Hoof ball or pure football?

Last updated : 03 September 2006 By Michael Chadderton
The transfer window came and went at Boundary Park last Thursday, and despite speculation linking the clubs with two Argentinian 'superstars' (apparently they signed for some tin-pot East London club instead) Latics are still painfully short of attacking options up front.

Prior to yesterday's two goal burst from Andy Liddell (pictured) in the defeat to Bournemouth, a solitrary Maheta Molango strike in the victory of Swansea had previously been Athletic's grand total of goals in the current League 1 camapaign.

When analysing manager John Sheridan's first month in charge at Boundary Park, it is obvious to see where the deficiencies lie within the team. Some witty fan may point to the need of a spiritualist to remove the apparent gyspy curse that seems to engulf our goalkeepers, but our real problems lie within the front line.

Three goals in the opening six matches is a poor return in anybody's books, let alone from a team that also has an un-canny knack of conceding soft goals that, although may not be in frequent occurance, are still costing Latics valuable points. Points that we can ill-afford to throw away.

One very positive aspect of the Sheridan regime has been the introduction of a far more attractive style of football, with the former midield maestro having brought to the table his own methods and tactics from those employed by ex-Latics boss Ronnie Moore. Under Sheridan attacks are now built from the back, and with an enforced midfield this term the team looks to have more purpose and bite to it, things which were lacking under Moore.

There is also evidence to argue the case that there hasn't been one opponent thus far that has outplayed Athletic. Though only four points have been taken out of a possible eighteen Latics have yet to lose by more than one goal (excluding the League Cup defeat at Rotherham). This would suggest that each fixture has been a tight, close-fought affair, but one that more often than not ends in defeat.

Perhaps Latics can be best compared to another League 1 team from last season. Yeovil were widely renowned for their passing abilities last term and were praised throughout the league for being a side that played 'pure football'. The only trouble is that for most of the campaign Yeovil were bogged down towards the relegation zone, surviving by just 6 points. This must beg the question as to whether or not such a style of football can be successful in this league or whether the 'hoof ball' merchants such as Brentford stand a better chance of getting out of a division not many teams particularly want to be in.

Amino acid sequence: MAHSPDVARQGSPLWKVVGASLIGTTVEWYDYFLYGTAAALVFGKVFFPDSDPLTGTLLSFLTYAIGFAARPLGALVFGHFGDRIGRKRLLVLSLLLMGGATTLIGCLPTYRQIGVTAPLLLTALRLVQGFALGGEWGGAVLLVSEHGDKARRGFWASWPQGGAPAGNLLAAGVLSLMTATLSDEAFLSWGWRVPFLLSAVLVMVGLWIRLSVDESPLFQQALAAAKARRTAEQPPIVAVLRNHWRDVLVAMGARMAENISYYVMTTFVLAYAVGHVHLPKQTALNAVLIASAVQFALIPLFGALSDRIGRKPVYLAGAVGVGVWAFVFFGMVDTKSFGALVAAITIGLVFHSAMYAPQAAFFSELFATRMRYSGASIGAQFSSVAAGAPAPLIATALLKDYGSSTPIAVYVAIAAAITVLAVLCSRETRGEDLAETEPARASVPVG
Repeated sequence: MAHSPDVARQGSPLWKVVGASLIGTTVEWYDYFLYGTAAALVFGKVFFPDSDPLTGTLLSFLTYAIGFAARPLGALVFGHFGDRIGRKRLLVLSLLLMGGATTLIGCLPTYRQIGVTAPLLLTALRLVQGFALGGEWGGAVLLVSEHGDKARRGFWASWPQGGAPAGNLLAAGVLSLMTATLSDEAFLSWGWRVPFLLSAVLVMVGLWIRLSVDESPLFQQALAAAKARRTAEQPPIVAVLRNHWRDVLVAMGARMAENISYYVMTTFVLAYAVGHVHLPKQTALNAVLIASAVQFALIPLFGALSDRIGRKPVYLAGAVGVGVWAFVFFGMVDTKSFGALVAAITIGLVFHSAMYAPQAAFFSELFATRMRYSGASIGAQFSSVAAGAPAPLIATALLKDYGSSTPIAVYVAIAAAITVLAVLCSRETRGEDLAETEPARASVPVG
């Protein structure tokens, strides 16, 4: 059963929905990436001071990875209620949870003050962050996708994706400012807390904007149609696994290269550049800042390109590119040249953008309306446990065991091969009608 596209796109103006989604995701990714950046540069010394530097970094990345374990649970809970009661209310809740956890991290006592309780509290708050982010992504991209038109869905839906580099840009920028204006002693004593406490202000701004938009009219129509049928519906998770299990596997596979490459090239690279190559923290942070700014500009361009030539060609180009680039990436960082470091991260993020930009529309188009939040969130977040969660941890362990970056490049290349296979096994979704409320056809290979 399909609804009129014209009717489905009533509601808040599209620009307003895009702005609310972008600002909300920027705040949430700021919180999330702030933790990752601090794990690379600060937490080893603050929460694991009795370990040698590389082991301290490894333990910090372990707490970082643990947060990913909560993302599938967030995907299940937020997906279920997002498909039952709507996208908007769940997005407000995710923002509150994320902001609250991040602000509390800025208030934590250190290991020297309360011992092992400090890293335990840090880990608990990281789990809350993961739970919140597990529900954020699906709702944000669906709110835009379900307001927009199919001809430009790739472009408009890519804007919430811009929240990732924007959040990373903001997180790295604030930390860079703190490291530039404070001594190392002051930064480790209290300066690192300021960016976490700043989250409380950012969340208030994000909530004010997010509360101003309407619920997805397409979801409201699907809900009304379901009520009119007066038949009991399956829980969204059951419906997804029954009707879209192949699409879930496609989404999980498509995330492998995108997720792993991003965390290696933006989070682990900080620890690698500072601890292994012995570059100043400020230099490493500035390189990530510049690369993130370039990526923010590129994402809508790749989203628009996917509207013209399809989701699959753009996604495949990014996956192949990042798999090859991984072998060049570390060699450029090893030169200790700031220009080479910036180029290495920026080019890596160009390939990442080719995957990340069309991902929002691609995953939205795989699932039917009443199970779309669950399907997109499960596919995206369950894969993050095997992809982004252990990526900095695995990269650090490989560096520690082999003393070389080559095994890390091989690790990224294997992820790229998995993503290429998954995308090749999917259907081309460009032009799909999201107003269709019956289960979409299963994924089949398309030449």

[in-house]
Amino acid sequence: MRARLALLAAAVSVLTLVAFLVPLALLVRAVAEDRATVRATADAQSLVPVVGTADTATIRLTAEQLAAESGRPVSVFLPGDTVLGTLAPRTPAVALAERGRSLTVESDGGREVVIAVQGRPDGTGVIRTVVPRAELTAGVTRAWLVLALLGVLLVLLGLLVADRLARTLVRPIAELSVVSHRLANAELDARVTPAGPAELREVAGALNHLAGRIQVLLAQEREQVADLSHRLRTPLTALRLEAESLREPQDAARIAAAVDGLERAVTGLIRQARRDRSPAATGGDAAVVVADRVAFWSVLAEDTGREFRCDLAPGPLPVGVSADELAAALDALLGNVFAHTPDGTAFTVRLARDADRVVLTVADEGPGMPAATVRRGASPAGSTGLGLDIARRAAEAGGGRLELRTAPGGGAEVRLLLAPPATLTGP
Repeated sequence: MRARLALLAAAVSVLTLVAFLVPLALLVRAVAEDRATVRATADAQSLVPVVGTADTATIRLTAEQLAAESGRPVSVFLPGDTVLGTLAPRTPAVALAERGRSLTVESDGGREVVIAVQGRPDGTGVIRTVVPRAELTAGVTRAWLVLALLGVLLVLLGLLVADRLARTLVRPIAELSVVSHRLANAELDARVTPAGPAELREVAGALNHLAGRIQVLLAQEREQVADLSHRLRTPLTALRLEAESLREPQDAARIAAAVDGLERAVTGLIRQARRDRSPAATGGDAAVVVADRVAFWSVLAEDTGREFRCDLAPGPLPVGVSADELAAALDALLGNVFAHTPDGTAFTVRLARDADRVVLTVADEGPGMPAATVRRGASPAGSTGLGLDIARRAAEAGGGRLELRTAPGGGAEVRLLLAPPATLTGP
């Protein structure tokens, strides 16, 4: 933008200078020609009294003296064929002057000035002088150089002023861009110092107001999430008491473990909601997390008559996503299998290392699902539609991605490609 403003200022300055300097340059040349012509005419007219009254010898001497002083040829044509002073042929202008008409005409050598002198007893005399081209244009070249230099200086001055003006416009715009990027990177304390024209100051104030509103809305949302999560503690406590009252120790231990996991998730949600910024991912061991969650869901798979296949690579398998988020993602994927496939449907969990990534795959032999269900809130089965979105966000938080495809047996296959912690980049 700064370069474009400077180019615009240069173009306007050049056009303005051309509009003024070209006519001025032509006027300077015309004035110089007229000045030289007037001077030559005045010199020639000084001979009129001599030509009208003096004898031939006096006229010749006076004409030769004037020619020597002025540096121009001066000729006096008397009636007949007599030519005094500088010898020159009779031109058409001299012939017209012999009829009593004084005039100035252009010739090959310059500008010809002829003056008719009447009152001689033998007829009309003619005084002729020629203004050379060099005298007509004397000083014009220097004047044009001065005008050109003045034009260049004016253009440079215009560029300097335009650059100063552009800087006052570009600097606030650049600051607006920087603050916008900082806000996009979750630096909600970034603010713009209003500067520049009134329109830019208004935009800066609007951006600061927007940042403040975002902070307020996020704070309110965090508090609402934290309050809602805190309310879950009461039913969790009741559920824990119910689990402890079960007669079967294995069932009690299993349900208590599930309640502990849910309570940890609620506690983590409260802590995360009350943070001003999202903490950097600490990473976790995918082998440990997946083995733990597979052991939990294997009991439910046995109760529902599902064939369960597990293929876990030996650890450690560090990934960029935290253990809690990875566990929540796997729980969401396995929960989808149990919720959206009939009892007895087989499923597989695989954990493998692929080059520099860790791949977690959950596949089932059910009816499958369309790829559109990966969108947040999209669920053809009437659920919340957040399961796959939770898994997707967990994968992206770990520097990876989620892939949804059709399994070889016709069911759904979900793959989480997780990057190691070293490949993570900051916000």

Another cause for concern has been the shocking attendances Latics have incurred. In the three home fixtures this season, the club has failed to attract 5000 home supporters, coming nowhere near to that mark so far. Whilst the same excuses may be handed around that matchday prices are too high and that people won't pay to watch a side that are struggling at the bottom of the table these arguments hold little weight, especially due to the mass approval that greeted Sheridan's appointment as manager. If a supposed 'Latics Legend' cannot gain some measure of support from his own fans for his opening few weeks in charge, then what can be expected when we are told of cost cuttings and players having to be off loaded in order to balace the books?

To offer a prediction of where we are going to finish this season would be churlish, especially as I doubt we have seen Sheridan's first choice eleven play for a succession of games. What can be said at this stage however is that unless Latics remedy their goalscoring problems soon, a long hard winter will be facing fans. One that may yet see us become engrossed in a relegation battle. And as previous experience tells us, such a fight is difficult to break away from.